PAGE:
Does a geomagnetic storm visibly deflect a compass?

Reading Solar Storms Could Confuse Whales and Cause Mass Strandings and the linked open access paper in Current Biology Gray whales strand more often on days with increased levels of atmospheric radio-frequency noise I see that there is a significant correlation between the strandings and certain kinds of electromagnetic disturbances, but not a significant correlation with perturbations of the Earth's "DC" or static geomagnetic field alone.

That led me to wonder if the direction of the magnetic field that I would see on a compass or some instrument that averages over seconds or longer would show any significant deflection during a Geomagnetic storm.

Can there be deflections of say 1 degree or more? Or would I have to use a microscope or put a small mirror on the needle and bounce a laser pointer off of it and on to a wall to see the deflection?

• This is probably going to depend on where in the world you are.
– gerrit
Feb 25, 2020 at 8:52
• @gerrit excellent, I'll take anyplace on earth and the worst known storm, and even a special compass that handles fields near the poles that have little horizontal component. outdoors.stackexchange.com/q/21360/12619
– uhoh
Feb 25, 2020 at 9:29
• @uhoh this might be spot on viviss.si/download/viviss/ZBORNIK%20MGB/… somebody might make an answer out of it. Feb 25, 2020 at 19:06
• @trondhansen Thank you! The article is quite enticing but I think it will be necessary to drill down into the references before we can know if there can "...be deflections of say 1 degree or more?" If I'd asked for 0.1 degree then obviously yes, and if I'd asked for 0.5 degree then "probably", but for 1 degree (0.017 rad) we'll have to get some actual $\mathbf{H}$ and $\Delta \mathbf{H}$ vectors and calculate a deflection of some kind.
– uhoh
Feb 26, 2020 at 0:06

You can definitely see a large geomagnetic storm with a compass, if you have the timing to catch one and the patience to sit and stare for a few minutes.

If you look at these minutely measurements from Lerwick observatory for one of the more recent large storms (the 2003 Halloween storm), you can see a roughly 4.5 degree swing in declination (labelled "D", the horizontal magnetic field angle to geographic North) over about 15 minutes at about 07:00. "I" is inclination, vertical field angle to the horizontal plane, "F" is total intensity of the field.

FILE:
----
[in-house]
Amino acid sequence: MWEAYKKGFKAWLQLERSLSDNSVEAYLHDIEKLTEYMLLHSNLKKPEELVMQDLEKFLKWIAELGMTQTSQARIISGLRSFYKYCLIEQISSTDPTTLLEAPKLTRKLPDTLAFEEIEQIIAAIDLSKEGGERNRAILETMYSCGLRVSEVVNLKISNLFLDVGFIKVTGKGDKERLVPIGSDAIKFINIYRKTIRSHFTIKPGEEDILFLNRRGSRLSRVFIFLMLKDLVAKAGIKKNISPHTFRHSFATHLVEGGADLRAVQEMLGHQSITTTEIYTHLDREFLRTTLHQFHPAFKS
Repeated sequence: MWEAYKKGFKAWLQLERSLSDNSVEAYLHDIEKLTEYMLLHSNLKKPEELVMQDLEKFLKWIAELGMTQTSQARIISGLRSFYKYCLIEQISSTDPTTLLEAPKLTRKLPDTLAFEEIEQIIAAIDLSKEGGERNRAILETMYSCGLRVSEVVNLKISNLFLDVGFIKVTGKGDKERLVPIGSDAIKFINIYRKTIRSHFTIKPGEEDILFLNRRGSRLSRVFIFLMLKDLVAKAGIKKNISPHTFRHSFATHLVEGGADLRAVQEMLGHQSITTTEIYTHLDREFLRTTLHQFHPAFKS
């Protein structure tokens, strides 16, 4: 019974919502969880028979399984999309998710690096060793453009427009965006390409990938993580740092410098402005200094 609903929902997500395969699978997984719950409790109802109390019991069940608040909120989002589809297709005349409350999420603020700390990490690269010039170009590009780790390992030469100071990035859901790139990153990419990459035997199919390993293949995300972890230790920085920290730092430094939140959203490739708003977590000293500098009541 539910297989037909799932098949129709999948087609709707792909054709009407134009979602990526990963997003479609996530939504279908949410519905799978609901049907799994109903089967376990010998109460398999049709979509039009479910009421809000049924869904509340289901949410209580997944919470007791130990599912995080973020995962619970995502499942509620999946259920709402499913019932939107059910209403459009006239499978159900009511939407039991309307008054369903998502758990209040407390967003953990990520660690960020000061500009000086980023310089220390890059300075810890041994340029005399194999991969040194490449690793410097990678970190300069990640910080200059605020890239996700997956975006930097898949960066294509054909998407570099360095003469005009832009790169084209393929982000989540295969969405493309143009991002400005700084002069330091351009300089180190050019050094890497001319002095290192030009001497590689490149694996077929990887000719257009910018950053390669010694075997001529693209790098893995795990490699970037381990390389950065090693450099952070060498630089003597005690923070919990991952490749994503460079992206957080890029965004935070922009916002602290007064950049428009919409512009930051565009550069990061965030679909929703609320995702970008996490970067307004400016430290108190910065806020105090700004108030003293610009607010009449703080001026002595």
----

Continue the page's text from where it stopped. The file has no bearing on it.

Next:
Lerwick (LER) based on 1-minute definitive data 2003-10-29 shows plots for D and I in degrees and F in nT. D shows a dip to -2 degrees in the hour before 07:00 UT and then a sudden rise to about +1.5 degrees at about 07:00 with spikes to +2 degrees.

It will depend on where you are as to how big this change in the magnetic field is, and how big the storm is. For this storm, the UK geomagnetic observatory network gives a good idea of how the effect seen depends on where you are.

Compass angles (positive West, negative East) measured at BGS Lerwick, Eskdalemuir and Hartland observatories during 2003-10-29 and 2003-10-30. The the biggest change is seen at Lerwick, a smaller change is seen at Eskdalemuir further to the south (further away from the auroral zone where the field changes are occurring), and a smaller change still at Hartland.

• This is excellent, exactly what I was hoping for. Thanks! I hope you don't mind that I added the plot and a short description of the deflection. Feel free to edit further or roll back.
– uhoh
Feb 29, 2020 at 1:41
• Thanks for the good edit, I've also added an image I couldn't find at first, so you can see how the compass variation can change with location.
– WJB
Mar 2, 2020 at 11:21